Research Article

Domiciliary night nursing service: luxury or necessity?

Br Med J (Clin Res Ed) 1981; 282 doi: https://doi.org/10.1136/bmj.282.6267.883 (Published 14 March 1981) Cite this as: Br Med J (Clin Res Ed) 1981;282:883
  1. M H Martin,
  2. M Ishino

    Abstract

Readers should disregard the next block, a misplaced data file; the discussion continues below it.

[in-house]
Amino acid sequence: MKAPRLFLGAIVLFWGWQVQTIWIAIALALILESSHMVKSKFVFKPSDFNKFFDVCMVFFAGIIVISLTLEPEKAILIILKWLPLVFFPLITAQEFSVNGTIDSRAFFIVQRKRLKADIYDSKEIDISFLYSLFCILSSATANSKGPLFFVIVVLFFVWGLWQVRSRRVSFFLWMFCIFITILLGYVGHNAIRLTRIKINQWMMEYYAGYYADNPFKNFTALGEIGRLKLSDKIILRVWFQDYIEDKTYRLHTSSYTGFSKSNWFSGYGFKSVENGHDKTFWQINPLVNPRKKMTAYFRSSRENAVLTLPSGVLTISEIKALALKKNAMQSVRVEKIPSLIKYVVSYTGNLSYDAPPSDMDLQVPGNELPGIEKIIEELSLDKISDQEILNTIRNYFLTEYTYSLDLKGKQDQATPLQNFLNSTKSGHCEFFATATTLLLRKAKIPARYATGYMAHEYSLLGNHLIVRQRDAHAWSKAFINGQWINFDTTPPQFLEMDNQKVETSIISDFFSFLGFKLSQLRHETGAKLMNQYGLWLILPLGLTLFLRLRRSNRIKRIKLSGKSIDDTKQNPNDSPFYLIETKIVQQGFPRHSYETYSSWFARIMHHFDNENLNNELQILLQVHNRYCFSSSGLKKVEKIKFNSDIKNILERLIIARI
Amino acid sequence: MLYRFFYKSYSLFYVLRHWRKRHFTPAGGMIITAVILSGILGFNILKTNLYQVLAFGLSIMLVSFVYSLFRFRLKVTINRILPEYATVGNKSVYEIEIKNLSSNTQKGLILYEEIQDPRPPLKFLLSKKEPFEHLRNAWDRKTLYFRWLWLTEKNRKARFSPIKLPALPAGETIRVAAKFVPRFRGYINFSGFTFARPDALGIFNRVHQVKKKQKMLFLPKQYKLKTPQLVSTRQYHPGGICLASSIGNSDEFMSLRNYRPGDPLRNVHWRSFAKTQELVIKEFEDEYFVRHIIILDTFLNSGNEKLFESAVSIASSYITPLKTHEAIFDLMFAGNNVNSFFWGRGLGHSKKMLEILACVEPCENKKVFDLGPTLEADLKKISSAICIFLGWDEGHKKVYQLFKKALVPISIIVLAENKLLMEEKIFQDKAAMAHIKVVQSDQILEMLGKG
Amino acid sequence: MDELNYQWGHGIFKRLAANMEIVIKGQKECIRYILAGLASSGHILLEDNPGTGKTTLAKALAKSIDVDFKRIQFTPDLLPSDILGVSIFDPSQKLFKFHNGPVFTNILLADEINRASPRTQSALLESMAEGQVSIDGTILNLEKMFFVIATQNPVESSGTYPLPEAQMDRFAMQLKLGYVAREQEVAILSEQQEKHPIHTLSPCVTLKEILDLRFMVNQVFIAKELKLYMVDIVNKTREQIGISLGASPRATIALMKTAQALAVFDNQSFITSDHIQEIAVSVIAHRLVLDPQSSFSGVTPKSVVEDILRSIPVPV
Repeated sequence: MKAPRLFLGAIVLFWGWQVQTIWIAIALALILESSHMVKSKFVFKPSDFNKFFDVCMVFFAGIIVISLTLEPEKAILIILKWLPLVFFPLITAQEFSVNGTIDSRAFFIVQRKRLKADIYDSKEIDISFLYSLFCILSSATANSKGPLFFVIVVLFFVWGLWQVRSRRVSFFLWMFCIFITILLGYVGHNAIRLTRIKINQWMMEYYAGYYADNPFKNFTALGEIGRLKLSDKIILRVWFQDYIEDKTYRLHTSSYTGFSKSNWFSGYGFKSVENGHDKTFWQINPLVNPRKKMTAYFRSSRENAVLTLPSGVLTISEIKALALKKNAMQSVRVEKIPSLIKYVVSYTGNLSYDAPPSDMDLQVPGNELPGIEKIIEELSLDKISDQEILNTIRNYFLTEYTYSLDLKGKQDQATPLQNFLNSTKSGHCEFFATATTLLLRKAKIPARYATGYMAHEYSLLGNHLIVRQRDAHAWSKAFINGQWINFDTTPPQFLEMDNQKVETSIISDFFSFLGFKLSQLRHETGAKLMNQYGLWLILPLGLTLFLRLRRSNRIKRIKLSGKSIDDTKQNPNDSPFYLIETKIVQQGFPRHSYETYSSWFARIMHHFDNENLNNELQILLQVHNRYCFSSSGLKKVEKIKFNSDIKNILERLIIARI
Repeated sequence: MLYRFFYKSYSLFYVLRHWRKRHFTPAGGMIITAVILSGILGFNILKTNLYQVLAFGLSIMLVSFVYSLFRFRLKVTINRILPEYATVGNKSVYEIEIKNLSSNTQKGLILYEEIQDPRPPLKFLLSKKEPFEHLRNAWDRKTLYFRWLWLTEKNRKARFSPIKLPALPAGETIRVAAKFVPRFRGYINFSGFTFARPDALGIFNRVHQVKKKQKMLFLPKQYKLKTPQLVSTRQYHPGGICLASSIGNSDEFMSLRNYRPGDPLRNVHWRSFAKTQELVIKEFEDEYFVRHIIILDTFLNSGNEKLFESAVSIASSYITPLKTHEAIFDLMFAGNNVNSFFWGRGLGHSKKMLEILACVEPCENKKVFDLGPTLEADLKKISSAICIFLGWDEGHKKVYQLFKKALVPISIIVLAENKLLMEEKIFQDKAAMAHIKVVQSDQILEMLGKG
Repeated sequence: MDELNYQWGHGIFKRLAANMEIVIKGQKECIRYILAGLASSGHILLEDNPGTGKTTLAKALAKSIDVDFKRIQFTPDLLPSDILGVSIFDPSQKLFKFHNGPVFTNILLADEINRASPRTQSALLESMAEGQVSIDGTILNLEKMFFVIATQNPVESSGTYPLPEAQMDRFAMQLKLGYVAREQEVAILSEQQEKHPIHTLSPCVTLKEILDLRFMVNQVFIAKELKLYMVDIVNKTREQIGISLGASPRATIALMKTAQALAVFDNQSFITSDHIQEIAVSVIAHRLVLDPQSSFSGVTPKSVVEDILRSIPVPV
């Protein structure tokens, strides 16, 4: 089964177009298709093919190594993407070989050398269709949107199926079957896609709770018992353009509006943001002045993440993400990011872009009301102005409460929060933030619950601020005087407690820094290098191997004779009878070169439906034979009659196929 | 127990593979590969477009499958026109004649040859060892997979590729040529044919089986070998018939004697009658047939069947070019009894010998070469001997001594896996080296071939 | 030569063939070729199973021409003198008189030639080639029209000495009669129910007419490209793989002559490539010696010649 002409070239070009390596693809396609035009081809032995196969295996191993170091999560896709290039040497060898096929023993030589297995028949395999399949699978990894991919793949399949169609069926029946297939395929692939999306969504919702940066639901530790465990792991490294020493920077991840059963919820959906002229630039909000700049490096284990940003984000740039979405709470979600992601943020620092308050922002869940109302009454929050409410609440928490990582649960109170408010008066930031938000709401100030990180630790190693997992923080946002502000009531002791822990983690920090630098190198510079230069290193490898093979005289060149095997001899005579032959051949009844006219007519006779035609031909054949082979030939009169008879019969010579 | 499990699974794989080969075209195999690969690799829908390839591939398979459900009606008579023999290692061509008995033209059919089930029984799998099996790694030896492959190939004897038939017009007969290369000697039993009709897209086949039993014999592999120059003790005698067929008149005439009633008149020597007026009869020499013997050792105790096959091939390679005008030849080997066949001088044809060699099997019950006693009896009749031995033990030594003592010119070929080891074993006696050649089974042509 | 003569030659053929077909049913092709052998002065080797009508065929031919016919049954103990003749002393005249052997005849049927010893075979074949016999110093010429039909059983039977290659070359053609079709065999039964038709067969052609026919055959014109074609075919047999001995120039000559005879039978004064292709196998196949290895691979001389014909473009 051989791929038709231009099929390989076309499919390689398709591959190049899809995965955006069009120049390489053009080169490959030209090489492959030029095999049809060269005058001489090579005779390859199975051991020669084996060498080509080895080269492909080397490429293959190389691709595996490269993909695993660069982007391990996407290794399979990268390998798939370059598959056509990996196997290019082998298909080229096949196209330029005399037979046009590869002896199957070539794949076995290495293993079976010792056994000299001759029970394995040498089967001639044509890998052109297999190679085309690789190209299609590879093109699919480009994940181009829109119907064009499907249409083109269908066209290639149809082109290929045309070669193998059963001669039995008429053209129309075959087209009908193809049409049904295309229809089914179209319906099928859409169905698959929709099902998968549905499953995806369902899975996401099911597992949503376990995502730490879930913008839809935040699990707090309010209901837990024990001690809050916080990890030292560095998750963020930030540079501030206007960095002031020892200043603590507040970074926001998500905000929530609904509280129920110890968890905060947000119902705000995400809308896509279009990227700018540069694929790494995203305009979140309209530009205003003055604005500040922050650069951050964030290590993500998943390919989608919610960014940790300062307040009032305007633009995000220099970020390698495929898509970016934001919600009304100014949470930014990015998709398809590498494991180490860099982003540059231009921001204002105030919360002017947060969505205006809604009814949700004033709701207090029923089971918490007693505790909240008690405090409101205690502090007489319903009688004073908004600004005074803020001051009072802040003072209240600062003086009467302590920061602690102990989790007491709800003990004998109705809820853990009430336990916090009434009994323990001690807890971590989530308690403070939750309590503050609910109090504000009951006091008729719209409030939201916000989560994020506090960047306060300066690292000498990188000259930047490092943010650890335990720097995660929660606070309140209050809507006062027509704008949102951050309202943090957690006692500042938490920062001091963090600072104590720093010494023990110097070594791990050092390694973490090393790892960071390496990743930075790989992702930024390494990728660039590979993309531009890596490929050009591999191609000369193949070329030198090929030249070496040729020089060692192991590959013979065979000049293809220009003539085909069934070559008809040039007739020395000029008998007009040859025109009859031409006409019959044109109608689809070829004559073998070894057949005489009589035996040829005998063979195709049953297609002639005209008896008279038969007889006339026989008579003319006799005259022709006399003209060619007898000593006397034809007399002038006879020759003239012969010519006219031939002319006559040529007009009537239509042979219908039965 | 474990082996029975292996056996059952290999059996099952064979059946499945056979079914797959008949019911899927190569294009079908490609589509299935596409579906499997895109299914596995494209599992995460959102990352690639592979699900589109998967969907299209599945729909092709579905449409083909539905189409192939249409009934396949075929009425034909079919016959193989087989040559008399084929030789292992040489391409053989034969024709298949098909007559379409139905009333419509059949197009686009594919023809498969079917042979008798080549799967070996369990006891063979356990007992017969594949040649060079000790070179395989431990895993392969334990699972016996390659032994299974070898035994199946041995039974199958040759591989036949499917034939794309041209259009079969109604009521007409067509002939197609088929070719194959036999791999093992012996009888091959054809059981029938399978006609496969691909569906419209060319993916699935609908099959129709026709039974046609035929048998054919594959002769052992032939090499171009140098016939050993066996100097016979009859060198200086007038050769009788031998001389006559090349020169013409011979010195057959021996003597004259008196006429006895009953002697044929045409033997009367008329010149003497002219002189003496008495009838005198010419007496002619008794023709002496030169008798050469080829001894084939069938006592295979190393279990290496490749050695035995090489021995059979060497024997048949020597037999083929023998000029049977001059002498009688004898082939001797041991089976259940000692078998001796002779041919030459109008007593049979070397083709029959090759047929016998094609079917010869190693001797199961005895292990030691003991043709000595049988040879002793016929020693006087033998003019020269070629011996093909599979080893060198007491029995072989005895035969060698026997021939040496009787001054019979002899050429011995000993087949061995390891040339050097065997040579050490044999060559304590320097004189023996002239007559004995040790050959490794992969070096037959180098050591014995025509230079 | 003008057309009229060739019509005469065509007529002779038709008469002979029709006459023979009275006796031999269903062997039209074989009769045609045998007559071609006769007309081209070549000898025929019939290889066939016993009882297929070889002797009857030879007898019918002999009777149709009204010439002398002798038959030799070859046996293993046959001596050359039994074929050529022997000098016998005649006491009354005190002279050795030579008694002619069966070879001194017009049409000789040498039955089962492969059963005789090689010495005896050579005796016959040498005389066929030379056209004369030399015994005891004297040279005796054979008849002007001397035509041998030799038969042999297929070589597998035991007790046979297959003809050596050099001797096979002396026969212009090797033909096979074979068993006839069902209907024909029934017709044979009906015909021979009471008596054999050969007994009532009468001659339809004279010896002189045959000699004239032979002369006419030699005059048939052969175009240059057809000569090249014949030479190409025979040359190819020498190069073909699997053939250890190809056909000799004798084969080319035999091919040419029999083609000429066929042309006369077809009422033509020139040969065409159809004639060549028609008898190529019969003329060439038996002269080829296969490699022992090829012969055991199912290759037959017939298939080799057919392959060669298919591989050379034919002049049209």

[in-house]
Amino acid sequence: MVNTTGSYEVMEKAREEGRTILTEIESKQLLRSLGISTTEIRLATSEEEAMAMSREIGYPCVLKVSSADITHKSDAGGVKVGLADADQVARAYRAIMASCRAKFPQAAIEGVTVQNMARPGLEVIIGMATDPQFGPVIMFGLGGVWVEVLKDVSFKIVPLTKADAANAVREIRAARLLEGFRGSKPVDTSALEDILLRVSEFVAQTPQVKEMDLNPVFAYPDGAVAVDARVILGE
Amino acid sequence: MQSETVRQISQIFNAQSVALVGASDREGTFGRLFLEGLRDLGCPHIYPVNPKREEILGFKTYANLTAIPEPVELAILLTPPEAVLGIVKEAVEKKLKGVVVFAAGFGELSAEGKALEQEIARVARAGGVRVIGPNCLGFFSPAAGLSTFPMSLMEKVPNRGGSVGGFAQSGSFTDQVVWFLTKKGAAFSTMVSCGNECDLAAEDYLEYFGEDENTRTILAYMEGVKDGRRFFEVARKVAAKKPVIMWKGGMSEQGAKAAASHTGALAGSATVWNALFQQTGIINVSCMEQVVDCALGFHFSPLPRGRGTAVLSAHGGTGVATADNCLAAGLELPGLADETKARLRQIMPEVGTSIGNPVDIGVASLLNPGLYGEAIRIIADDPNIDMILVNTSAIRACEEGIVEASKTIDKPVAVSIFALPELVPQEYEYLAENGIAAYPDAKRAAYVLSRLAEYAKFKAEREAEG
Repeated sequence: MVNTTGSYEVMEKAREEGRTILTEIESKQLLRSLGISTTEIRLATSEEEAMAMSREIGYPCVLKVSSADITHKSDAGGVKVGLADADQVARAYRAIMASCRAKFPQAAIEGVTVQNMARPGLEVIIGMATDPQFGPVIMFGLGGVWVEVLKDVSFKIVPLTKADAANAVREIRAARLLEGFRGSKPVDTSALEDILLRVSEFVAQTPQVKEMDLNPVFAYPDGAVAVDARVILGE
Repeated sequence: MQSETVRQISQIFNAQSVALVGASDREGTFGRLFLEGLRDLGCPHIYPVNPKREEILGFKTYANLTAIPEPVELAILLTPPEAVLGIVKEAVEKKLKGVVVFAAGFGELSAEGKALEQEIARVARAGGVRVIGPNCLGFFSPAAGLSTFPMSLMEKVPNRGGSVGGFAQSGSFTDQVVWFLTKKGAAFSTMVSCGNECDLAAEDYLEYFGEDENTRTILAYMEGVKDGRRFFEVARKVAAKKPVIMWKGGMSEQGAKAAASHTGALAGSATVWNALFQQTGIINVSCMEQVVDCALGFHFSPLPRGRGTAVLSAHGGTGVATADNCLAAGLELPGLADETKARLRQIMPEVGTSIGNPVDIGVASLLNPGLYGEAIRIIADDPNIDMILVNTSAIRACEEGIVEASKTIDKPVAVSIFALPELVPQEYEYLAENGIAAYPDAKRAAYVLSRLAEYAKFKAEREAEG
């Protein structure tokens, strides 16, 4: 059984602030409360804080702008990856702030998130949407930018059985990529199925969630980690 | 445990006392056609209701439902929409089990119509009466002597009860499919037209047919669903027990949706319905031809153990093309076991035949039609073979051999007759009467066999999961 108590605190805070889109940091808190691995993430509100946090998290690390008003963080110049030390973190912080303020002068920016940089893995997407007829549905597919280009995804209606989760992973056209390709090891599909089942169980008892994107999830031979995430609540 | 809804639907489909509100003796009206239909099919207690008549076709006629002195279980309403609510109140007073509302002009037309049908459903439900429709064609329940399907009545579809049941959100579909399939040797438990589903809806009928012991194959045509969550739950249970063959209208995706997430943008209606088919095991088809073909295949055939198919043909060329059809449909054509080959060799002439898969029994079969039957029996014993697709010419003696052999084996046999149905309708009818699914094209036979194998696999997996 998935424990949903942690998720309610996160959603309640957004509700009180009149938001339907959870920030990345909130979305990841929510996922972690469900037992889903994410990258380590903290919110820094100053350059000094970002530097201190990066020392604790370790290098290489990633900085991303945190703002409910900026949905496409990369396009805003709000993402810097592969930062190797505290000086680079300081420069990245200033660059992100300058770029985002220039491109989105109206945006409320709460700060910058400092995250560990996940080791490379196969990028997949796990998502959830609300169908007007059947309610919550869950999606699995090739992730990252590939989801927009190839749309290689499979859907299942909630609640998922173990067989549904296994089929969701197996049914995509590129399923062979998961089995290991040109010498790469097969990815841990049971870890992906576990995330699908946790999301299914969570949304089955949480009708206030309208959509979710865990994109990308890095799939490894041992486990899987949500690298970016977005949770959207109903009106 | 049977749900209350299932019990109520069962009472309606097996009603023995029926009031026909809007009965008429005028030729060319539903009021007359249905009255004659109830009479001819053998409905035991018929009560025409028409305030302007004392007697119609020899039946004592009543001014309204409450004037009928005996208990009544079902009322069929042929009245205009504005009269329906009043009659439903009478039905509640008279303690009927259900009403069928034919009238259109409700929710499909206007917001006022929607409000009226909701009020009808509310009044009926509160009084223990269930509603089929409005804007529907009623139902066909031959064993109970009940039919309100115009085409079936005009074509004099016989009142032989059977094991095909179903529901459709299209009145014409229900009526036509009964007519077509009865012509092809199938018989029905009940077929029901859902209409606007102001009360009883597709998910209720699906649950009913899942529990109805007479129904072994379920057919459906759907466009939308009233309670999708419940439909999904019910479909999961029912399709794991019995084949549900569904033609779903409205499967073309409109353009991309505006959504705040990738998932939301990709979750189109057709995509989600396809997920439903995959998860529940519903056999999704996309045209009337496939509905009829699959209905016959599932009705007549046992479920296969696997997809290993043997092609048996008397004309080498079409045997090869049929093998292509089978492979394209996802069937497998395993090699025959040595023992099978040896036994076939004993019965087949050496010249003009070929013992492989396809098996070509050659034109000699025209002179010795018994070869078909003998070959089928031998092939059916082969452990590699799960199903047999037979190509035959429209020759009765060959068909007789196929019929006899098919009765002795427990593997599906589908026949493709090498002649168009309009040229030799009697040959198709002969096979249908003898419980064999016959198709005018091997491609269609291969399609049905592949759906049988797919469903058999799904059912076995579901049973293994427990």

The nursing records of the 242 patients who used the domiciliary night nursing care service in Newham Health District showed that three distinct groups of patients were nursed during 1979 at a cost of 8.8 pounds a day. Forty-three elderly chronically sick and five disabled patients aged under 50 received care for more than 28 days, 63 patients had terminal cancer, and 131 needed short-term care or observation. Data were also collected from a one-day survey of patients receiving care. This domiciliary care enabled the chronically sick and disabled to retain their independence and remain at home. Referrals from casualty departments and general practitioners avoided admission to acute beds. On account of the lack of continual surveillance the service is unsuitable for the elderly mentally ill.